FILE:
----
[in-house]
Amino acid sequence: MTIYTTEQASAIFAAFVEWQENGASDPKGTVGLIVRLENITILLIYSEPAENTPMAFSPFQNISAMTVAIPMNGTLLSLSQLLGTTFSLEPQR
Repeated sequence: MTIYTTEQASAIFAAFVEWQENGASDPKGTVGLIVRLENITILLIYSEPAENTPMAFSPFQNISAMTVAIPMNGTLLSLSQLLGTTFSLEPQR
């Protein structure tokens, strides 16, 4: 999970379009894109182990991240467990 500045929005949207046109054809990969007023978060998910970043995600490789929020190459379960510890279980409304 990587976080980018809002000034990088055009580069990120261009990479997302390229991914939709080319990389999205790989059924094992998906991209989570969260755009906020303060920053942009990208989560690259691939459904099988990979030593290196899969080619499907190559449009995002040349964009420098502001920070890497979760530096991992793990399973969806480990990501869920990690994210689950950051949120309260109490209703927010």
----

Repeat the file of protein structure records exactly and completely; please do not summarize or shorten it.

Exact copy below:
[in-house]
Amino acid sequence: MTIYTTEQASAIFAAFVEWQENGASDPKGTVGLIVRLENITILLIYSEPAENTPMAFSPFQNISAMTVAIPMNGTLLSLSQLLGTTFSLEPQR
Repeated sequence: MTIYTTEQASAIFAAFVEWQENGASDPKGTVGLIVRLENITILLIYSEPAENTPMAFSPFQNISAMTVAIPMNGTLLSLSQLLGTTFSLEPQR
């Protein structure tokens, strides 16, 4: 999970379009894109182990991240467990 500045929005949207046109054809990969007023978060998910970043995600490789929020190459379960510890279980409304 990587976080980018809002000034990088055009580069990120261009990479997302390229991914939709080319990389999205790989059924094992998906991209989570969260755009906020303060920053942009990208989560690259691939459904099988990979030593290196899969080619499907190559449009995002040349964009420098502001920070890497979760530096991992793990399973969806480990990501869920990690994210689950950051949120309260109490209703927010």